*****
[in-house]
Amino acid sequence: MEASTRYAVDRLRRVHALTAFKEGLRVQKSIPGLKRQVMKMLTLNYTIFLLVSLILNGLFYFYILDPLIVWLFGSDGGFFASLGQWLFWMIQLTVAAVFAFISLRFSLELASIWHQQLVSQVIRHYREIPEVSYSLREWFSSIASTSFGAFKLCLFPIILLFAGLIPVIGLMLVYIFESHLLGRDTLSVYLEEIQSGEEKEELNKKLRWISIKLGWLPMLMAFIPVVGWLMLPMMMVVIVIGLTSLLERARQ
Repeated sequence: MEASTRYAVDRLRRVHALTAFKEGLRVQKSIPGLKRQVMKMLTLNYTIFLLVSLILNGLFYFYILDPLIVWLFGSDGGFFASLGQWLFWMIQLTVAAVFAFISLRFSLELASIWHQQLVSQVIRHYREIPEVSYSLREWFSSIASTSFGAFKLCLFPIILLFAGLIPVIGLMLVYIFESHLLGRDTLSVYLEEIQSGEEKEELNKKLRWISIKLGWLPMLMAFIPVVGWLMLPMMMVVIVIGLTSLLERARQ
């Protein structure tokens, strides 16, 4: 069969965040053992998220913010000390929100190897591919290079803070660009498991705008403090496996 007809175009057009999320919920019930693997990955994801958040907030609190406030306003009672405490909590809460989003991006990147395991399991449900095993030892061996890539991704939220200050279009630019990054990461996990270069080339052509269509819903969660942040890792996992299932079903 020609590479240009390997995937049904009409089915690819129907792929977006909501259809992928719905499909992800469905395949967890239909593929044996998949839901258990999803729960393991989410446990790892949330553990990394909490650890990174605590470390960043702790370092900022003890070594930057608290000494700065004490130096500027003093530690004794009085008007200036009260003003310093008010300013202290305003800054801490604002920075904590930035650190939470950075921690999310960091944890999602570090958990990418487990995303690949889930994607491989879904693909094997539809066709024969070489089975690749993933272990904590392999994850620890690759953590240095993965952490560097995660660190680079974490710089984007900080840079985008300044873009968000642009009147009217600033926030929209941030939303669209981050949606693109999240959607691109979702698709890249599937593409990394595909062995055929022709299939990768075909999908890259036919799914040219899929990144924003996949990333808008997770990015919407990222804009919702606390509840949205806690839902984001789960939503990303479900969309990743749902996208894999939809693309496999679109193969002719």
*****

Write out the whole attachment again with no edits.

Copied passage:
[in-house]
Amino acid sequence: MEASTRYAVDRLRRVHALTAFKEGLRVQKSIPGLKRQVMKMLTLNYTIFLLVSLILNGLFYFYILDPLIVWLFGSDGGFFASLGQWLFWMIQLTVAAVFAFISLRFSLELASIWHQQLVSQVIRHYREIPEVSYSLREWFSSIASTSFGAFKLCLFPIILLFAGLIPVIGLMLVYIFESHLLGRDTLSVYLEEIQSGEEKEELNKKLRWISIKLGWLPMLMAFIPVVGWLMLPMMMVVIVIGLTSLLERARQ
Repeated sequence: MEASTRYAVDRLRRVHALTAFKEGLRVQKSIPGLKRQVMKMLTLNYTIFLLVSLILNGLFYFYILDPLIVWLFGSDGGFFASLGQWLFWMIQLTVAAVFAFISLRFSLELASIWHQQLVSQVIRHYREIPEVSYSLREWFSSIASTSFGAFKLCLFPIILLFAGLIPVIGLMLVYIFESHLLGRDTLSVYLEEIQSGEEKEELNKKLRWISIKLGWLPMLMAFIPVVGWLMLPMMMVVIVIGLTSLLERARQ
């Protein structure tokens, strides 16, 4: 069969965040053992998220913010000390929100190897591919290079803070660009498991705008403090496996 007809175009057009999320919920019930693997990955994801958040907030609190406030306003009672405490909590809460989003991006990147395991399991449900095993030892061996890539991704939220200050279009630019990054990461996990270069080339052509269509819903969660942040890792996992299932079903 020609590479240009390997995937049904009409089915690819129907792929977006909501259809992928719905499909992800469905395949967890239909593929044996998949839901258990999803729960393991989410446990790892949330553990990394909490650890990174605590470390960043702790370092900022003890070594930057608290000494700065004490130096500027003093530690004794009085008007200036009260003003310093008010300013202290305003800054801490604002920075904590930035650190939470950075921690999310960091944890999602570090958990990418487990995303690949889930994607491989879904693909094997539809066709024969070489089975690749993933272990904590392999994850620890690759953590240095993965952490560097995660660190680079974490710089984007900080840079985008300044873009968000642009009147009217600033926030929209941030939303669209981050949606693109999240959607691109979702698709890249599937593409990394595909062995055929022709299939990768075909999908890259036919799914040219899929990144924003996949990333808008997770990015919407990222804009919702606390509840949205806690839902984001789960939503990303479900969309990743749902996208894999939809693309496999679109193969002719």